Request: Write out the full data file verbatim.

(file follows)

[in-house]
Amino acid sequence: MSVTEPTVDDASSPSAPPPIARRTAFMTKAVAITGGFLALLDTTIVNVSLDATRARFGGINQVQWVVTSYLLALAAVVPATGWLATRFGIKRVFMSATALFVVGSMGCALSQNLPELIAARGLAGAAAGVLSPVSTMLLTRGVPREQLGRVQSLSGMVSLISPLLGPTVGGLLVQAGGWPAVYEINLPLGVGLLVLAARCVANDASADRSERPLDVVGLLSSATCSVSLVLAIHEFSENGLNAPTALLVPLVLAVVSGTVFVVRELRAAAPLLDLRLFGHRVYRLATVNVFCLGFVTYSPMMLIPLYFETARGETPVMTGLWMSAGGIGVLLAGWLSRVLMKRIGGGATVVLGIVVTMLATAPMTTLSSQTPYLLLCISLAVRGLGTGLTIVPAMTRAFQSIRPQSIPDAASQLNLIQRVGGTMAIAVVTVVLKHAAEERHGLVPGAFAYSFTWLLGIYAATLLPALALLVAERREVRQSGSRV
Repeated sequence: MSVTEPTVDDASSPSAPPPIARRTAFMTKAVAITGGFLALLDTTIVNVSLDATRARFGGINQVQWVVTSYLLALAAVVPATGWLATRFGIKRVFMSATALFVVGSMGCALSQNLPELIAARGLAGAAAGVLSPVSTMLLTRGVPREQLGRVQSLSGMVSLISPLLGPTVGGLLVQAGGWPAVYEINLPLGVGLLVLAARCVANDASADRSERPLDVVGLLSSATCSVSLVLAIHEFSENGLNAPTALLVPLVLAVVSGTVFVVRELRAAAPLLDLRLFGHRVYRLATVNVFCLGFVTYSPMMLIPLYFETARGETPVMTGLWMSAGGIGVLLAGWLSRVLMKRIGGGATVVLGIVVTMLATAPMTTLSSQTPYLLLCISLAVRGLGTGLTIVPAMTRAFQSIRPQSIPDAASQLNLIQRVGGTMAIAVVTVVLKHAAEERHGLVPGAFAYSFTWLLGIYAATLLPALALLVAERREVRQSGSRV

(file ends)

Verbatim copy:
[in-house]
Amino acid sequence: MSVTEPTVDDASSPSAPPPIARRTAFMTKAVAITGGFLALLDTTIVNVSLDATRARFGGINQVQWVVTSYLLALAAVVPATGWLATRFGIKRVFMSATALFVVGSMGCALSQNLPELIAARGLAGAAAGVLSPVSTMLLTRGVPREQLGRVQSLSGMVSLISPLLGPTVGGLLVQAGGWPAVYEINLPLGVGLLVLAARCVANDASADRSERPLDVVGLLSSATCSVSLVLAIHEFSENGLNAPTALLVPLVLAVVSGTVFVVRELRAAAPLLDLRLFGHRVYRLATVNVFCLGFVTYSPMMLIPLYFETARGETPVMTGLWMSAGGIGVLLAGWLSRVLMKRIGGGATVVLGIVVTMLATAPMTTLSSQTPYLLLCISLAVRGLGTGLTIVPAMTRAFQSIRPQSIPDAASQLNLIQRVGGTMAIAVVTVVLKHAAEERHGLVPGAFAYSFTWLLGIYAATLLPALALLVAERREVRQSGSRV
Repeated sequence: MSVTEPTVDDASSPSAPPPIARRTAFMTKAVAITGGFLALLDTTIVNVSLDATRARFGGINQVQWVVTSYLLALAAVVPATGWLATRFGIKRVFMSATALFVVGSMGCALSQNLPELIAARGLAGAAAGVLSPVSTMLLTRGVPREQLGRVQSLSGMVSLISPLLGPTVGGLLVQAGGWPAVYEINLPLGVGLLVLAARCVANDASADRSERPLDVVGLLSSATCSVSLVLAIHEFSENGLNAPTALLVPLVLAVVSGTVFVVRELRAAAPLLDLRLFGHRVYRLATVNVFCLGFVTYSPMMLIPLYFETARGETPVMTGLWMSAGGIGVLLAGWLSRVLMKRIGGGATVVLGIVVTMLATAPMTTLSSQTPYLLLCISLAVRGLGTGLTIVPAMTRAFQSIRPQSIPDAASQLNLIQRVGGTMAIAVVTVVLKHAAEERHGLVPGAFAYSFTWLLGIYAATLLPALALLVAERREVRQSGSRV